Comey is Out; Now What?

A photo of former FBI Director James Comey.

Photo credit: Brookings Institution at Flickr Creative Commons.

As the saga surrounding the firing of FBI Director James Comey continues, the focus is shifting from the act itself and the possible reasons behind it to what is possibly an even more important question: What happens next? How will Trump and his team choose new leadership? And how can the FBI restore public faith in the organization?

Kendall Coffey, former US Attorney, has a few suggestions for the next FBI director.

“The profile that you need at this point is someone with solid law enforcement credentials, obviously bi-partisan…and some demonstrated independence. I think that person exists…somebody who the public respects and who will restore all credibility to the FBI,” Coffey adds.

In fact, the Trump administration has already begun interviewing and researching potential replacements. So far at least 11 potential candidates have come to media notice.

For example, Mick Rogers, a Michigan Republican and former FBI special agent, was recently endorsed by the FBI Agents Association. “Rogers’s unique and diverse experience will allow him to effectively lead the men and women of the bureau as we work to protect our country from criminal and terrorist threats,” said FBIAA President Thomas O’Connor in a recent statement.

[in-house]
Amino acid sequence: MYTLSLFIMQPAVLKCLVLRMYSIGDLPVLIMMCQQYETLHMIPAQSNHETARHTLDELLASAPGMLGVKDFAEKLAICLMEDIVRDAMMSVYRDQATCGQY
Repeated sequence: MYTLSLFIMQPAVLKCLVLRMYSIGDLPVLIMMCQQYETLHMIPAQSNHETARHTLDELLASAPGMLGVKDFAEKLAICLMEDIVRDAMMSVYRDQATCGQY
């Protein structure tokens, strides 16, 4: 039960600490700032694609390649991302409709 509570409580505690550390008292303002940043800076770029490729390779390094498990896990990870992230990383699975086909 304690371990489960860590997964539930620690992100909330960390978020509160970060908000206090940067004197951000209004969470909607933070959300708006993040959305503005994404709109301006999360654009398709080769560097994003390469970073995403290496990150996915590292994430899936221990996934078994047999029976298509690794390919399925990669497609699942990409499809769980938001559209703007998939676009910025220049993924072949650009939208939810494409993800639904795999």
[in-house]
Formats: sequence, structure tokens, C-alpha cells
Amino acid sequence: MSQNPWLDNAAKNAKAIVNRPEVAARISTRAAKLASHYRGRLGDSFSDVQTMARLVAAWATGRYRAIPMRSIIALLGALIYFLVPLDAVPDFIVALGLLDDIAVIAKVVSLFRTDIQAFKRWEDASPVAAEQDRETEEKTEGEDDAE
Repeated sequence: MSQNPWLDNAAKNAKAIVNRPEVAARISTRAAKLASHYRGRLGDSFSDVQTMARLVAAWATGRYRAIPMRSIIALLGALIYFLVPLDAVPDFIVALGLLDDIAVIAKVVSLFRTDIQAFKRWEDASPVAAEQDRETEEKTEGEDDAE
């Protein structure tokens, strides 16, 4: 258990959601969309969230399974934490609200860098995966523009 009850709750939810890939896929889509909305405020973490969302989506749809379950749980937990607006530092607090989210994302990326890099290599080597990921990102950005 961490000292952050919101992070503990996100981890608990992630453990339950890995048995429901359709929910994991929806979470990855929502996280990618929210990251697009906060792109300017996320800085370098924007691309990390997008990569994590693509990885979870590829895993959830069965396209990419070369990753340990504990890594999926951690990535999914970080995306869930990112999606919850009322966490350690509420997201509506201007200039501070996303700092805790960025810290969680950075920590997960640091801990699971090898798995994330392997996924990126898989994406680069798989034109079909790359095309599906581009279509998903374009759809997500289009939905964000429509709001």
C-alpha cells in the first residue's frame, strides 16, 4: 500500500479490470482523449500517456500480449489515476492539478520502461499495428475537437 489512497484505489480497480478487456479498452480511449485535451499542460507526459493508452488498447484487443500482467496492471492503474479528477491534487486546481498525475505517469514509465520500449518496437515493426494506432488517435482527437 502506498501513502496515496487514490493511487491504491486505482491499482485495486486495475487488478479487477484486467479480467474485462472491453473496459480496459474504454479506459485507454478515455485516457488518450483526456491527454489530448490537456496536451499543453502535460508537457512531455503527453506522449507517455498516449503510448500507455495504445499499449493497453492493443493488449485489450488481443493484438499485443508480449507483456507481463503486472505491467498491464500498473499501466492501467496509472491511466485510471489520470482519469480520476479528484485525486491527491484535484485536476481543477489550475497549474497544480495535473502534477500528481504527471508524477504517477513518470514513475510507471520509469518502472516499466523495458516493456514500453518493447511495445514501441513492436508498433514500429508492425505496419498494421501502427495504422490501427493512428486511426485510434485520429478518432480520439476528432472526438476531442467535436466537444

But Rogers isn’t the only potential candidate on the table. Two current lawmakers—Republican Senator John Cornyn of Texas and Republican Representative Trey Gowdy of South Carolina are also in the running.

Perhaps the most interesting candidate, however, is attorney Alice Fisher of the law firm Latham & Watkins, who was reportedly interviewed for the position last weekend. Fisher specializes in white-collar crime and internal investigations, and she was the Assistant Attorney General under President George W. Bush. If instated, Fisher would be the first female director of the FBI.

The future of the position is, of course, still up in the air. But the Trump administration is likely to move quickly in order to restore public faith in the FBI—not to mention the administration at large.

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